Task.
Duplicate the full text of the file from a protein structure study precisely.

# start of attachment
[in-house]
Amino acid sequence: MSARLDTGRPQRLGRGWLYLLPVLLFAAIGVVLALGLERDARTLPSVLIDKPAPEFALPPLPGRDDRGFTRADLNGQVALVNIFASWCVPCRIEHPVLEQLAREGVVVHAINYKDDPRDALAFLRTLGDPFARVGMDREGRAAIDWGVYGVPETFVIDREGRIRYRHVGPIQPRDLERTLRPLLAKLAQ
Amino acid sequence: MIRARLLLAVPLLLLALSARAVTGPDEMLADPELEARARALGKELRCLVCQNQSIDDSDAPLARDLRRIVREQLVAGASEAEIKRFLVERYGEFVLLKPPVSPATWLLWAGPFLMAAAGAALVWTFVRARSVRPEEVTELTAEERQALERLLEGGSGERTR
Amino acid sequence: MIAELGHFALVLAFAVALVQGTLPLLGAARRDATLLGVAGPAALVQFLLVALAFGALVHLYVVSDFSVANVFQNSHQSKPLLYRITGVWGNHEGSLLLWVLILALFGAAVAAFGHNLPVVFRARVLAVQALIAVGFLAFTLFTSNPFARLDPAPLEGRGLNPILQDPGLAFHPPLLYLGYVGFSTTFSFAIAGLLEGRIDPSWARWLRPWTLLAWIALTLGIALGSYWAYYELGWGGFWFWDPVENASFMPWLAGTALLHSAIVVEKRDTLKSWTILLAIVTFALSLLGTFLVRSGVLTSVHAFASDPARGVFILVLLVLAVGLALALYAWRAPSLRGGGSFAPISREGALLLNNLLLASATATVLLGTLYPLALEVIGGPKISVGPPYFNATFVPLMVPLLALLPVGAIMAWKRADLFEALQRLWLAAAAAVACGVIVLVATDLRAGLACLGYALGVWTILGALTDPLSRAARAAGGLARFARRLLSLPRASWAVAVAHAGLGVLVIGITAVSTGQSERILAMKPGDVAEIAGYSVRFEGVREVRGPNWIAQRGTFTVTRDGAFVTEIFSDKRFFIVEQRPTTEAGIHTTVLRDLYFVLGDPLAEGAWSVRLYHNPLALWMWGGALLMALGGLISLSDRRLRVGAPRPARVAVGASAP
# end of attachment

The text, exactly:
[in-house]
Amino acid sequence: MSARLDTGRPQRLGRGWLYLLPVLLFAAIGVVLALGLERDARTLPSVLIDKPAPEFALPPLPGRDDRGFTRADLNGQVALVNIFASWCVPCRIEHPVLEQLAREGVVVHAINYKDDPRDALAFLRTLGDPFARVGMDREGRAAIDWGVYGVPETFVIDREGRIRYRHVGPIQPRDLERTLRPLLAKLAQ
Amino acid sequence: MIRARLLLAVPLLLLALSARAVTGPDEMLADPELEARARALGKELRCLVCQNQSIDDSDAPLARDLRRIVREQLVAGASEAEIKRFLVERYGEFVLLKPPVSPATWLLWAGPFLMAAAGAALVWTFVRARSVRPEEVTELTAEERQALERLLEGGSGERTR
Amino acid sequence: MIAELGHFALVLAFAVALVQGTLPLLGAARRDATLLGVAGPAALVQFLLVALAFGALVHLYVVSDFSVANVFQNSHQSKPLLYRITGVWGNHEGSLLLWVLILALFGAAVAAFGHNLPVVFRARVLAVQALIAVGFLAFTLFTSNPFARLDPAPLEGRGLNPILQDPGLAFHPPLLYLGYVGFSTTFSFAIAGLLEGRIDPSWARWLRPWTLLAWIALTLGIALGSYWAYYELGWGGFWFWDPVENASFMPWLAGTALLHSAIVVEKRDTLKSWTILLAIVTFALSLLGTFLVRSGVLTSVHAFASDPARGVFILVLLVLAVGLALALYAWRAPSLRGGGSFAPISREGALLLNNLLLASATATVLLGTLYPLALEVIGGPKISVGPPYFNATFVPLMVPLLALLPVGAIMAWKRADLFEALQRLWLAAAAAVACGVIVLVATDLRAGLACLGYALGVWTILGALTDPLSRAARAAGGLARFARRLLSLPRASWAVAVAHAGLGVLVIGITAVSTGQSERILAMKPGDVAEIAGYSVRFEGVREVRGPNWIAQRGTFTVTRDGAFVTEIFSDKRFFIVEQRPTTEAGIHTTVLRDLYFVLGDPLAEGAWSVRLYHNPLALWMWGGALLMALGGLISLSDRRLRVGAPRPARVAVGASAP